There’s constant hype around new mobility solutions transforming or disrupting the way people interact with transport. However, our travel patterns seem to be undergoing some fairly radical changes in any case. Whilst new digital technologies and digital-enabled services are undoubtedly contributing to and feeding off these changes, there seem to be broader societal trends at play too.
The Commission for Travel Demand (CfTD) recently published its research looking at long-term trends in travel, assessing what’s behind them, and questioning how we plan for transport into the future. The report shows that there are some quite pronounced trends taking place: trip rates are falling across all geographies and all demographic groups, car use is falling in cities, and young people are far less car dependent than previous generations.
Meanwhile a report by Centre for Transport and Society (UWE, Bristol) and Transport Studies Unit (University of Oxford) on behalf of DfT looked in more detail at young people’s (17-29 year olds) travel behaviour. The analysis showed that young adults in the UK (and elsewhere) are driving less now than they did in the early 1990s. Licence holding among young people peaked in 1992/4, with 48% of 17-20 year olds and 75% of 21-29 year olds holding a driving licence. By 2014, driving licence holding had fallen to 29% and 63% respectively for these cohorts. Between 1995-99 and 2010-14 there was a 36% drop in the number of car driver trips per person made by people aged 17-29, with a fall of 44% for men and 26% for women. Young people generally travel less now, with the total number of trips per person made by young men falling by 28% between 1995-99 and 2010-14, whilst the number of trips made by young women fell by 24%. As young adults move into their thirties, licence-holding and driving increases, but not so much that their car use catches up with previous cohorts. The general trend has been for each cohort of young people since the early 1990s to own and use cars less than the preceding cohort.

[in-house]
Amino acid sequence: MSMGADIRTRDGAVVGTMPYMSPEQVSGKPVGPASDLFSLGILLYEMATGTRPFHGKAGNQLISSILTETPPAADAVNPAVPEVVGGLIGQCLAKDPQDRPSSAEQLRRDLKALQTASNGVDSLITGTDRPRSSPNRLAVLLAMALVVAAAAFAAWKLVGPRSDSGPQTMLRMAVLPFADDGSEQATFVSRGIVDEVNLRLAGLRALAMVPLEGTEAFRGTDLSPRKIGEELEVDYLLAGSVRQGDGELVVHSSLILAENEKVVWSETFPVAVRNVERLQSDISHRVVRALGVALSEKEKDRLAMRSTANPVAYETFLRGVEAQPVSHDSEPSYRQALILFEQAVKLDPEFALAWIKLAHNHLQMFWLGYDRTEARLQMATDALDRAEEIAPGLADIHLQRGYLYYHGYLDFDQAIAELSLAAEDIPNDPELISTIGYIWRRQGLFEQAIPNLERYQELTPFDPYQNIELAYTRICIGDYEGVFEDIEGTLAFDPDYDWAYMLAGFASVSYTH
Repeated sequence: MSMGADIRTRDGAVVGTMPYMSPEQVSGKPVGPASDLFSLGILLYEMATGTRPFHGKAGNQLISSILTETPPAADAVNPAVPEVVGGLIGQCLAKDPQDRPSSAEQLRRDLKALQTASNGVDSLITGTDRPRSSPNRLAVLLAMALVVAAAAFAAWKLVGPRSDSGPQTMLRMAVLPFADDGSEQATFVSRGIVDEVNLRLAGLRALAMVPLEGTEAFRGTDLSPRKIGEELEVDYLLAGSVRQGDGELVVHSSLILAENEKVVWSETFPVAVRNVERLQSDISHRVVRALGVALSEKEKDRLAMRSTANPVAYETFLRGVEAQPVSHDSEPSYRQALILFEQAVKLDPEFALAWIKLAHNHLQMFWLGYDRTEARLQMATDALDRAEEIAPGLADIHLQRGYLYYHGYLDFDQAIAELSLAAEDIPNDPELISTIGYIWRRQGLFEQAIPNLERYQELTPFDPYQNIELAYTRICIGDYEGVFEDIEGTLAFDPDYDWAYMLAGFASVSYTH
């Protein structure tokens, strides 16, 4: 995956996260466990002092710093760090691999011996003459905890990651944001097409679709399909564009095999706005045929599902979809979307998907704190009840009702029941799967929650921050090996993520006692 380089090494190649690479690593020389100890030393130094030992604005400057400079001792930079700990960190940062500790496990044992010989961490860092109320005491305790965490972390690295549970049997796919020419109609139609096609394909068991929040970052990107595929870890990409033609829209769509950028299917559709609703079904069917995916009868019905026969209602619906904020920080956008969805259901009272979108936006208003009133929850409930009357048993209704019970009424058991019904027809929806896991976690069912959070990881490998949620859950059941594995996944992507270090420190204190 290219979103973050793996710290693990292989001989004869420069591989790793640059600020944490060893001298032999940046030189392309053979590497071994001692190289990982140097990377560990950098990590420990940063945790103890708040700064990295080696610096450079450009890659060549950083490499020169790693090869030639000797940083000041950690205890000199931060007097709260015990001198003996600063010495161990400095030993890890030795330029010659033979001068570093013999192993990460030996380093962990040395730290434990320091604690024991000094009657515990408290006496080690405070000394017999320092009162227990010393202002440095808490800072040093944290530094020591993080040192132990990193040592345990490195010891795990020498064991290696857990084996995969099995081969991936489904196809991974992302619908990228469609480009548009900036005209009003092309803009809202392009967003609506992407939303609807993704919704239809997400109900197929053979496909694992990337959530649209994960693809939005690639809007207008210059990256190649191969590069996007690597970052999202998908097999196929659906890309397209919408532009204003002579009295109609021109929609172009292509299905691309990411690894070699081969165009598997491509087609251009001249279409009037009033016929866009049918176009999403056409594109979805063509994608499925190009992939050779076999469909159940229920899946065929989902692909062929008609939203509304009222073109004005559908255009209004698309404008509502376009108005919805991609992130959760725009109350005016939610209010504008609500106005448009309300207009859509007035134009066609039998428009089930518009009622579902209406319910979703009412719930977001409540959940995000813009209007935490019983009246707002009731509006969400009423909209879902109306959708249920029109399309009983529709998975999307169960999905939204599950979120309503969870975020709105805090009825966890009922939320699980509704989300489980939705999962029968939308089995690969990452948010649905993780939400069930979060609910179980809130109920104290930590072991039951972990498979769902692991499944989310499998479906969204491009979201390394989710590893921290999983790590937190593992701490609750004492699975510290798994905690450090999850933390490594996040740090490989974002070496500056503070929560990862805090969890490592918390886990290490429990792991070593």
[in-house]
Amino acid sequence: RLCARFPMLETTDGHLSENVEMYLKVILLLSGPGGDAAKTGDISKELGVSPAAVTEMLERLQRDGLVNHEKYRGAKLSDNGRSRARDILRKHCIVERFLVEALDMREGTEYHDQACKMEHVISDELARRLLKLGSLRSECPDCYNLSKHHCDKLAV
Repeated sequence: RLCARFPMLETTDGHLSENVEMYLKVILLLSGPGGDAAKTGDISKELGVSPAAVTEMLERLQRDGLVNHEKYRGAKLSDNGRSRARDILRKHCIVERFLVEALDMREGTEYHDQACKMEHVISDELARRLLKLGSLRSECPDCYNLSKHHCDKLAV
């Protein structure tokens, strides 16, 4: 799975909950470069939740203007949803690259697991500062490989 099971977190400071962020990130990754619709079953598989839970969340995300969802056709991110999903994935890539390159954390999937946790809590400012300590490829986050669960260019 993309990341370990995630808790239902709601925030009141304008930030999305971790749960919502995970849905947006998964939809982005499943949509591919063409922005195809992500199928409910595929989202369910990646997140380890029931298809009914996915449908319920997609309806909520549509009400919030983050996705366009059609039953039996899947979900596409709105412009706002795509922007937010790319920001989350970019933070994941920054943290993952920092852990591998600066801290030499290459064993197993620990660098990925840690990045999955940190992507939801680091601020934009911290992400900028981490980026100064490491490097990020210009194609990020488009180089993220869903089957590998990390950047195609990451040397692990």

Cost has clearly been a factor – motoring costs and household expenditure have increased and disposable income has dropped. But there has clearly been an attitudinal shift too.
And American research confirms a similar pattern of declining licence holding in the States.
So how should we react to these changes?
The CfTD report provides sound advice:
“Across Europe, cities have seized on these trends and are proactively planning to grow whilst reducing or holding steady car traﬃc. Rather than debating what the future might look like, they are setting out a vision for their cities and then thinking about the role of vehicles in that. This seems to us essential if we are to incorporate all of the proposed new transport innovations onto our streets without creating new problems.”
This sentiment - that we need to have a vision of what we want our cities to be like in order to determine the role of vehicles in them – seems a pretty sensible conclusion and has very strong echoes of a previous commentator: “[Planners] do not know what to do with automobiles in cities because they do not know how to plan for workable and vital cities anyhow”. That was Jane Jacobs in her seminal work “The Death and Life of Great American Cities”, a book I think all planners should read. By the way, that was written in 1961!
To bring Jane Jacobs thoughts into the 21st century, you could easily insert the word “autonomous” in front of automobiles in her quote. We will need to have a clear idea of the city we’re trying to create and where autonomous vehicles fit into them.